Listen to me. If it weren't for ETFs -- specifically, if there weren't so many FANG-related ETFs, because the acronym stands out -- then what happened last night with Netflix (NFLX) wouldn't have mattered. We would have said, "Okay, the momentum guys decided that Netflix had lost its allure after a "less than stellar," set of numbers and they promptly journaled their money to some other fast-growing companies, namely the Facebook (FB) , Amazon (AMZN) and Alphabet/Google (GOOGL) . Why not? Even the sky-high valuation of Amazon makes it look like its smack in our atmosphere and not to the moon or even beyond Netflix. AMZN, FB and GOOGL are Action Alerts Plus holdings.
But, ahh, no such luck, because they are all bundled in idiotic and inane ETFs meant to represent FANG and friends purely because of acronymic affinity. In fact, it is almost like something out of The Three Musketeers, "One for all FANG and all for one." Whatever ails Netflix must ail Facebook -- and we have to question its social domination and its ambitions to have ad-supported videos be a mainstay. Whatever ails Netflix must ail Amazon, the dominant subscription retailer, especially on a day after the technologically brilliant Amazon is off its game with a site crash on Prime Day. Whatever ails Netflix must ail Alphabet, because both YouTube and Netflix are about watching video online.
So what if there is no basis in fact. All of FANG, of course, is now troubled with a lack of demand. Every FANG member is tainted, just because they are a part of FANG.
First, the big mistake Netflix made wasn't to produce a lot more losers than winners. It wasn't to have flop sequels, even as that was the most common transgression I read about. It wasn't even to raise prices too much and meet resistance. I think if it were the latter, these guys, as honest as the day is long, would simply own up to it.
No, it was to extrapolate, both with logic and proportion, that the company would have more than a million more subs come in because business had been smoking hot before. They predicted really wrong and I don't think they even yet know why.
Now the interrogator, Todd Juenger from Sanford Bernstein -- they only put on analyst on the call-- did everything right by the book. He wanted to be sure that there was nothing secular, nothing cataclysmic and nothing life-ending, as in "there's no one left to get to subscribe except those who can't afford it," and management did its best to disabuse him of that.
But there is a sort of law of large numbers at work that doesn't really have anything to do with the other letters that surround it in FANG, because the others continually reinvent themselves and add line extensions and new businesses. Facebook, Amazon and Alphabet rely on intellectual property that resides on their sites. Netflix made its initial success by borrowing or paying well below market prices for their movies and shows.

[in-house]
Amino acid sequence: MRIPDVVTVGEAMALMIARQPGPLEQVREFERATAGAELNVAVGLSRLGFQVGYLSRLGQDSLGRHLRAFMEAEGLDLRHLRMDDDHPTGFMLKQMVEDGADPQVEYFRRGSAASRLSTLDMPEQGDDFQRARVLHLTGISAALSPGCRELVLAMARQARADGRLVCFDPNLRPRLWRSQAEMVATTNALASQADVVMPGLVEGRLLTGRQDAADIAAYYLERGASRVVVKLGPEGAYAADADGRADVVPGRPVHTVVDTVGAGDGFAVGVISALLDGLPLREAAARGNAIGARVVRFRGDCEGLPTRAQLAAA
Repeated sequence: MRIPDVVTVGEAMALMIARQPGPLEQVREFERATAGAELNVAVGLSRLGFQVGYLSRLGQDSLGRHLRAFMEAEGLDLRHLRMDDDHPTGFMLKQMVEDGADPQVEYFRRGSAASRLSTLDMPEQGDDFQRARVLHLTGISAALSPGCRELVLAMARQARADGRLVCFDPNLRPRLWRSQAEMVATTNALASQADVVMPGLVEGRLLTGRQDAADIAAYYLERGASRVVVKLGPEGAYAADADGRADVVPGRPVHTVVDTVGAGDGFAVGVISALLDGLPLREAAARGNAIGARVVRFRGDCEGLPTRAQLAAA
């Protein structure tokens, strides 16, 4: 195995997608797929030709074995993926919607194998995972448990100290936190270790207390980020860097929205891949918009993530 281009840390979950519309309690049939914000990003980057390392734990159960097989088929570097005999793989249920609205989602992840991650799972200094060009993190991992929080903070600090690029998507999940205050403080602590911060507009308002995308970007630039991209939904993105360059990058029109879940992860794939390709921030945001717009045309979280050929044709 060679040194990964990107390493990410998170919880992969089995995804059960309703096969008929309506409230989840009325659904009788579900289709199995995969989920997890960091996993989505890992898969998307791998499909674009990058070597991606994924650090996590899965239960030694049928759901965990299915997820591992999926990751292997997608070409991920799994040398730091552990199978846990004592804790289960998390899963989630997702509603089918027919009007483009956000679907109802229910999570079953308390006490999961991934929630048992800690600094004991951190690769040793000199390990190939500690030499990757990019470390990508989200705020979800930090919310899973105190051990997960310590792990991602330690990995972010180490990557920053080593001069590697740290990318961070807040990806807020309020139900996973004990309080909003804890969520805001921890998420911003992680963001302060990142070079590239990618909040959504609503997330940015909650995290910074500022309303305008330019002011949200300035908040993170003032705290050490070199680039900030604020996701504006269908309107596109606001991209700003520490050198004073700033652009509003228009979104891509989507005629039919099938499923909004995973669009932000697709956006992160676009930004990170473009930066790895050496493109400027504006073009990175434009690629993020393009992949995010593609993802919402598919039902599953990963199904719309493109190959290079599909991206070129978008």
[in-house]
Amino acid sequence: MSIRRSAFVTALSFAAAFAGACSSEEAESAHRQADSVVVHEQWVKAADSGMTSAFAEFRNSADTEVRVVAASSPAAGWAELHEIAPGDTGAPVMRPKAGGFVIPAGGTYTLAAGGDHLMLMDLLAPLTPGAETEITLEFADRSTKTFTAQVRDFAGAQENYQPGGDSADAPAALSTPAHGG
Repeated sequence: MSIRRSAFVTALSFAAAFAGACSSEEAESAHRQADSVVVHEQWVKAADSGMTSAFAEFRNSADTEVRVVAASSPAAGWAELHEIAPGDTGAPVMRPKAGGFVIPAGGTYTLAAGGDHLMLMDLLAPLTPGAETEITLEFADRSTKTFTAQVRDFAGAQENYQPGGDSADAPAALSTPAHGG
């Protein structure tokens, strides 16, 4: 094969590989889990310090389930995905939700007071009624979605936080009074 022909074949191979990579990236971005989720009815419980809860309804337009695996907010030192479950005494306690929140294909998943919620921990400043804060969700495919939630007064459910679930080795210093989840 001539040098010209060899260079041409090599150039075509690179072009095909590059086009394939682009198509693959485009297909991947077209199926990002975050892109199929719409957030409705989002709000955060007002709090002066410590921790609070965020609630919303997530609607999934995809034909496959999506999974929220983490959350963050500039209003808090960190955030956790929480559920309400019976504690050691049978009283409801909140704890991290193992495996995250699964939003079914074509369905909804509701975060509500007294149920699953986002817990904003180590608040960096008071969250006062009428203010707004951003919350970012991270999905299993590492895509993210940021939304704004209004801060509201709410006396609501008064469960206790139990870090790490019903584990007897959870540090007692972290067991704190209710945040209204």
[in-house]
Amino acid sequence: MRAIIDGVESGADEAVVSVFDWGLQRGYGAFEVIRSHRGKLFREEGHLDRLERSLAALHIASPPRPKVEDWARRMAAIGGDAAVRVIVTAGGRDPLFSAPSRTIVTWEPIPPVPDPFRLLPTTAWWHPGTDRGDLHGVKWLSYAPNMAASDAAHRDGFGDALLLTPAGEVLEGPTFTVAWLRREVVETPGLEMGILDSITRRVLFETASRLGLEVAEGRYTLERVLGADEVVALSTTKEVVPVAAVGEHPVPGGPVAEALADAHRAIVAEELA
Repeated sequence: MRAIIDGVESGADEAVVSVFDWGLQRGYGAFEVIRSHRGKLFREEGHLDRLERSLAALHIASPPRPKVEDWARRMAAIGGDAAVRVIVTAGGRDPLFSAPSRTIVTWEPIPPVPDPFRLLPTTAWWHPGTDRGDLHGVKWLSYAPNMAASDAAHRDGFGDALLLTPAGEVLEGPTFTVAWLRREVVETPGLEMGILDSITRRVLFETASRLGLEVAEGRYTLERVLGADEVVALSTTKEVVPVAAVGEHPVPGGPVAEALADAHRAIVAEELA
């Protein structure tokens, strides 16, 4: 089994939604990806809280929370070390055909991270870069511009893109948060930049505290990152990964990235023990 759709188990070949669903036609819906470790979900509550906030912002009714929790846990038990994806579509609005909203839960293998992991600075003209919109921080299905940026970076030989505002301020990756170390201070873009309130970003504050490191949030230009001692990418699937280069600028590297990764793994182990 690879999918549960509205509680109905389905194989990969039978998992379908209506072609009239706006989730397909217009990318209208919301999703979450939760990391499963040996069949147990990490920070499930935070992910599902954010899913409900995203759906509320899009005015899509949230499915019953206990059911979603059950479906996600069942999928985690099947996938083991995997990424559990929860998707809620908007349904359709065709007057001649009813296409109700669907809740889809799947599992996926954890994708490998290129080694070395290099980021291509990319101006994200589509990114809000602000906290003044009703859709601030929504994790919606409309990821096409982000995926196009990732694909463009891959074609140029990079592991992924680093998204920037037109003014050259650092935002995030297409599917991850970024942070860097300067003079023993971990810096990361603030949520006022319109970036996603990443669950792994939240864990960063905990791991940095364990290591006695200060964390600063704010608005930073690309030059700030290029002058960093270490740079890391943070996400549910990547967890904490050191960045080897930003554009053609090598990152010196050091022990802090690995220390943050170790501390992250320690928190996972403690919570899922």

Think about the turbo-charged reinvention of, say, Facebook. Remember when Facebook added Instagram stories? Now that new business may be something that could cause a nice upside surprise. Alphabet is working on so many extraneous products that who knows where it will lead them. Amazon? When I heard last Friday that Amazon might start selling switches, the kind Cisco makes -- something that isn't even a good business anymore -- I found myself thinking is there anything they won't do?
Netflix just wants to entertain -- and that's not necessarily finite, but it isn't necessarily a true necessity, either. They have more than fifty million subs in a country of 320 million people, but how many share with each other? Yes, it's possible that all 7 billion people on the planet could take Netflix. But what if they can't afford it and don't have a machine to play it on? Sure, Netflix is a tough act to follow, but it does have the shallowest moat around it in all of FANG-dom.
Now overlay the idea that Netflix blew it with the fact that it is in these tightly-knit ETFs. They are all fast growers. Many have subscription businesses. But beyond that, what's the commonality besides the fact that FANG was always a cool acronym? Not much, except that they are all in ETFs -- and Netflix is so big and important in them that it is going to pull those ETFs down.
You know there isn't an ETF god. There isn't even a regulator. There are just fee-hungry firms who put together baskets that are meant to create and/or satisfy demand. Believe me, if I knew that this would happen I would have preferred to put the FANG Genie back in the bottle -- not that someone else wouldn't have ultimately crafted the linkage.
Still, the linkage is so bogus among say, Spotify (SPOT) or Adobe (ADBE) or Action Alerts Plus holding Salesforce.com (CRM) and Netflix as to render the nexus ludicrous. But the nexus made the marketers money -- and now it is our job to figure out when the Netflix "effect" has worn off and the companies that are doing well have stocks that are not ridiculously expensive the way Netflix -- the FANG we don't own for ActionAlertsPlus.com -- was before its bubble burst on a hot Monday afternoon after the close of trading.